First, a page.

George Vondriska

Router Technique to Bridge a Crack

George Vondriska
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Duration:   16  mins

If you are working on a project and the stock has a crack in it, don’t sweat it. You can reinforce the wood and add a beautiful detail at the same time by installing a butterfly joint and “celebrating” the imperfection rather than removing it or attempting to hide it. Once you learn how to make custom-cut butterfly joints, you can use this router technique on a variety of projects such as tables, desks, benches, and more.

Although the end result is beautiful and looks complicated due to the precision fit, the key to this joint is applying a simple router technique that is detailed in this video. At a high level, the steps for the overall process include:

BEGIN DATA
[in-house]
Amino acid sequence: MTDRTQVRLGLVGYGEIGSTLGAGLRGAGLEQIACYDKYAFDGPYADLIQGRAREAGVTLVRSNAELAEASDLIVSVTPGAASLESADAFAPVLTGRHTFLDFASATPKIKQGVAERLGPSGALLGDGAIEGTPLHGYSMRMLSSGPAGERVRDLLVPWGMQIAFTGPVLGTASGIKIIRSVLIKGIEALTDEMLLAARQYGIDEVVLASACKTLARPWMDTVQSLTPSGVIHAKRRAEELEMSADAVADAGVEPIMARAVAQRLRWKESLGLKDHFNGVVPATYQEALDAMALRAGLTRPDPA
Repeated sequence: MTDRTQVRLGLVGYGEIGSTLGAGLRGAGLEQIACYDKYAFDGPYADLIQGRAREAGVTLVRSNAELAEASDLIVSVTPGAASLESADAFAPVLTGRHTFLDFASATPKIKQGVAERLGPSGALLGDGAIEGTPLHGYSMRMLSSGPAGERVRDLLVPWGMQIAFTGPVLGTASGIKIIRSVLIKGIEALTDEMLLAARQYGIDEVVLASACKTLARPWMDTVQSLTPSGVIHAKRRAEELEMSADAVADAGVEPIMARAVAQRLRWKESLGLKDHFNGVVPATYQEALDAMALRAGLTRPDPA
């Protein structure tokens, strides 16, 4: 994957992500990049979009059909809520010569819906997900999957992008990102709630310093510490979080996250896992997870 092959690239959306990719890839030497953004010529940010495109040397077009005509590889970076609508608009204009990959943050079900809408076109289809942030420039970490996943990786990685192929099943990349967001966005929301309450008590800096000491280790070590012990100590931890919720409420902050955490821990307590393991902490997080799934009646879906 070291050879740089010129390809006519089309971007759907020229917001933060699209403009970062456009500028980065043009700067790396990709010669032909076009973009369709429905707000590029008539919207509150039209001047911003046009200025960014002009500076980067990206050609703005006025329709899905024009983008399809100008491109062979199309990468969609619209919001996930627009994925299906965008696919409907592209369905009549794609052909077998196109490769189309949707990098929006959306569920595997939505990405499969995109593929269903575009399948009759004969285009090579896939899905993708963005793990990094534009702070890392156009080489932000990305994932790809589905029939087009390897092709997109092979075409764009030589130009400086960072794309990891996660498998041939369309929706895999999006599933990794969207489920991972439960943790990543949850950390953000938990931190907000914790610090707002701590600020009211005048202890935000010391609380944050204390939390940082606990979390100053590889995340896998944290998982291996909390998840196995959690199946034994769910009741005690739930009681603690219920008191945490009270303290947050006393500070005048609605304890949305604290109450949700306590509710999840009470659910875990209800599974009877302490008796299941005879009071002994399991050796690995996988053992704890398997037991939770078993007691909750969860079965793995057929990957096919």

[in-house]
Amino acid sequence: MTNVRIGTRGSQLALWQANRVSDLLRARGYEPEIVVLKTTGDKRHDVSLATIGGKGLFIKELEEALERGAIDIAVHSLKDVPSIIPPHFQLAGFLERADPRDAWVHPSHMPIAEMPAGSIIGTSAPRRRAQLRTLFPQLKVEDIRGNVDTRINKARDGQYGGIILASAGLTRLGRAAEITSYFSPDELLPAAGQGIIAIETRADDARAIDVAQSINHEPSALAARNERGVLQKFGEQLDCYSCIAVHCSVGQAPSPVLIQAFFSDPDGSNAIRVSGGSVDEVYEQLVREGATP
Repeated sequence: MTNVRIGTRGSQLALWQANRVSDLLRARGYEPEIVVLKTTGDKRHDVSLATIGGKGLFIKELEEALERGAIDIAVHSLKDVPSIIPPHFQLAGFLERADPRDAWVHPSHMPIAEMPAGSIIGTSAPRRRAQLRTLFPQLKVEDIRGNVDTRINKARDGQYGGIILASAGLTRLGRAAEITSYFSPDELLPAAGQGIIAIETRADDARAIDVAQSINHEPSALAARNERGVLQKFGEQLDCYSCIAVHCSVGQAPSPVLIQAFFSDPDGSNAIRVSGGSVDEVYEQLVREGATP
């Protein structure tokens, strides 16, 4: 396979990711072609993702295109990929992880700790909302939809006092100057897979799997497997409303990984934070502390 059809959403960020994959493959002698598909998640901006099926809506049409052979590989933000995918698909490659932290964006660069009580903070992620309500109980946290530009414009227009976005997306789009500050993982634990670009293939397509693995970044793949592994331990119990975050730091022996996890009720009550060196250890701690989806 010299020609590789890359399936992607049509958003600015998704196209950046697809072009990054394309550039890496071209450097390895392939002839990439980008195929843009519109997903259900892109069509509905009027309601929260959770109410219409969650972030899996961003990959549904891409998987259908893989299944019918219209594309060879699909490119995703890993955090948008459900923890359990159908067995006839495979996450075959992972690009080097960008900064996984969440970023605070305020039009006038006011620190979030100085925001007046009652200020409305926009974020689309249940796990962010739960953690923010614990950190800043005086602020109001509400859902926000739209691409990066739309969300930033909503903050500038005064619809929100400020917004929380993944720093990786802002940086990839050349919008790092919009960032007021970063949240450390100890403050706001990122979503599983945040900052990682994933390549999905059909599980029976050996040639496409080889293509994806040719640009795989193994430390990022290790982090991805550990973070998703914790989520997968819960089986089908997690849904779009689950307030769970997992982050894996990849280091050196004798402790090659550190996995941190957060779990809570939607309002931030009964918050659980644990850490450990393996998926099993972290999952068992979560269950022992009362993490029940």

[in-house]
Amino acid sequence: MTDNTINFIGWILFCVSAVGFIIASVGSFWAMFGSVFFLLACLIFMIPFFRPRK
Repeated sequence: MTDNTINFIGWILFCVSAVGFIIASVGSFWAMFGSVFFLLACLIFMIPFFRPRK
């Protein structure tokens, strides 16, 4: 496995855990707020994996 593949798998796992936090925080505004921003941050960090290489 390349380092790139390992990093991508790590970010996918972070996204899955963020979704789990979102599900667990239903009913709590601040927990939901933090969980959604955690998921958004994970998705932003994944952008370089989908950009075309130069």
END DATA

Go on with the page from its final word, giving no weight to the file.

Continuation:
Choose the location. You’ll want to choose a spot that can provide the maximum holding power over the crack, as the natural forces of expansion and contraction will be working against the butterfly. If the crack is quite long, don’t hesitate to install multiple butterfly joints to achieve maximum stability.

Cut the butterfly. No need to use a template or try to be overly precise; just create a shape that is pleasing to the eye and has plenty of holding power with the appropriate angles. Position the long axis of the butterfly in the direction of the grain to maintain maximum strength. You’ll rough cut on the bandsaw and clean up with a sharp chisel.

Installation. Here’s where your router technique comes into play. Install a small bit in a plunge router, and use careful freehand technique to remove the bulk of the waste. Your router technique should get you close to the line, but make sure to leave a slight buffer and do not cross the line. After the majority of waste has been removed, pare to the line using a chisel.

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